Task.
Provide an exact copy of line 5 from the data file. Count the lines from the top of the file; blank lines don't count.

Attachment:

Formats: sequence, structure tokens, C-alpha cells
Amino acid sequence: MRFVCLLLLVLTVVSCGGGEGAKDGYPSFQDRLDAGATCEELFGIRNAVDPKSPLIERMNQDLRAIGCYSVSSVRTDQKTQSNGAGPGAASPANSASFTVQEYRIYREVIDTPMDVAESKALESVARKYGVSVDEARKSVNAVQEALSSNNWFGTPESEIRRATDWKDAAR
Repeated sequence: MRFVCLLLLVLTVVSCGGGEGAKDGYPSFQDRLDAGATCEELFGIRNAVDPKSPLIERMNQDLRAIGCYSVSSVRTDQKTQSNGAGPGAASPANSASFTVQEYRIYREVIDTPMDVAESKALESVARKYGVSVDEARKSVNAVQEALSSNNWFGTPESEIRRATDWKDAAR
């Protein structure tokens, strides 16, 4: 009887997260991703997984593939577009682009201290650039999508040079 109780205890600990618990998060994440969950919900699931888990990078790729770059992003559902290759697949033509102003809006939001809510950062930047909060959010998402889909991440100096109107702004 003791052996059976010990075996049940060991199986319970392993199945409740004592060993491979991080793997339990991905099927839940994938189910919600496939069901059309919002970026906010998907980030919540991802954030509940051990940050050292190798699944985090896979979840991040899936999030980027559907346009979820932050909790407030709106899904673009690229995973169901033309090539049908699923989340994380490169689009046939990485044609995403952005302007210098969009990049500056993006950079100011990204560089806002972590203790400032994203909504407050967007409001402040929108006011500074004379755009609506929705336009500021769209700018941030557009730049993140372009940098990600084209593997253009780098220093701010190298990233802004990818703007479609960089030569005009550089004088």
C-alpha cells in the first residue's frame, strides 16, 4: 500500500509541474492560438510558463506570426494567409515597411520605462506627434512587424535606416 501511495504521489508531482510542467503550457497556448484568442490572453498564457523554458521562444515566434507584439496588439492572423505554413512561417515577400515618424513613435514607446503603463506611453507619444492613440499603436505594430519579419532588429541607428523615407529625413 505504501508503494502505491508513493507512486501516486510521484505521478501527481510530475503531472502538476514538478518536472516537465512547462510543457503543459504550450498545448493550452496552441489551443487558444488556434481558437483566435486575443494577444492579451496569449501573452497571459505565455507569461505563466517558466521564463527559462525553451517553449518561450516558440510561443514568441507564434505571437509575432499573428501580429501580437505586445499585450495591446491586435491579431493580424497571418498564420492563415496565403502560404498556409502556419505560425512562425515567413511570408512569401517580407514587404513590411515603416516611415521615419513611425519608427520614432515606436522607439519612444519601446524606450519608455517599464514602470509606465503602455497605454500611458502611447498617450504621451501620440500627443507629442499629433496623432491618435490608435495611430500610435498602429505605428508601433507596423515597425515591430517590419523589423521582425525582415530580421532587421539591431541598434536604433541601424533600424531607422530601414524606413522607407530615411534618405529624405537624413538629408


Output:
C-alpha cells in the first residue's frame, strides 16, 4: 500500500509541474492560438510558463506570426494567409515597411520605462506627434512587424535606416 501511495504521489508531482510542467503550457497556448484568442490572453498564457523554458521562444515566434507584439496588439492572423505554413512561417515577400515618424513613435514607446503603463506611453507619444492613440499603436505594430519579419532588429541607428523615407529625413 505504501508503494502505491508513493507512486501516486510521484505521478501527481510530475503531472502538476514538478518536472516537465512547462510543457503543459504550450498545448493550452496552441489551443487558444488556434481558437483566435486575443494577444492579451496569449501573452497571459505565455507569461505563466517558466521564463527559462525553451517553449518561450516558440510561443514568441507564434505571437509575432499573428501580429501580437505586445499585450495591446491586435491579431493580424497571418498564420492563415496565403502560404498556409502556419505560425512562425515567413511570408512569401517580407514587404513590411515603416516611415521615419513611425519608427520614432515606436522607439519612444519601446524606450519608455517599464514602470509606465503602455497605454500611458502611447498617450504621451501620440500627443507629442499629433496623432491618435490608435495611430500610435498602429505605428508601433507596423515597425515591430517590419523589423521582425525582415530580421532587421539591431541598434536604433541601424533600424531607422530601414524606413522607407530615411534618405529624405537624413538629408